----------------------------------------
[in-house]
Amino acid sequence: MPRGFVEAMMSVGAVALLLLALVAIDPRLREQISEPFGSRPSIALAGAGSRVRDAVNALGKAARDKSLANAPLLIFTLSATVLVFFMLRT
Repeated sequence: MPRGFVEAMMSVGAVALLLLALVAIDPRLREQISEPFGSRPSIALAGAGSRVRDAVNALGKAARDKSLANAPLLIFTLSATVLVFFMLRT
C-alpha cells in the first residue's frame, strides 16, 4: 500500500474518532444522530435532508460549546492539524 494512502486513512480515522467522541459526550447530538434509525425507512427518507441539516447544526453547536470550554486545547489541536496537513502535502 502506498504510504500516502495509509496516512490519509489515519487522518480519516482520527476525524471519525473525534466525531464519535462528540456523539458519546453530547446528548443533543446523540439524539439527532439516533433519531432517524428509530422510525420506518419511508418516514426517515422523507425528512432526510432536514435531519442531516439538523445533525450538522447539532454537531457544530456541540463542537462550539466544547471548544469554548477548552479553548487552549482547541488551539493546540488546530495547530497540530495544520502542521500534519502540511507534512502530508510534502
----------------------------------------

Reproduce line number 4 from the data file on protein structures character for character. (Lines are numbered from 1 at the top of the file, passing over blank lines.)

C-alpha cells in the first residue's frame, strides 16, 4: 500500500474518532444522530435532508460549546492539524 494512502486513512480515522467522541459526550447530538434509525425507512427518507441539516447544526453547536470550554486545547489541536496537513502535502 502506498504510504500516502495509509496516512490519509489515519487522518480519516482520527476525524471519525473525534466525531464519535462528540456523539458519546453530547446528548443533543446523540439524539439527532439516533433519531432517524428509530422510525420506518419511508418516514426517515422523507425528512432526510432536514435531519442531516439538523445533525450538522447539532454537531457544530456541540463542537462550539466544547471548544469554548477548552479553548487552549482547541488551539493546540488546530495547530497540530495544520502542521500534519502540511507534512502530508510534502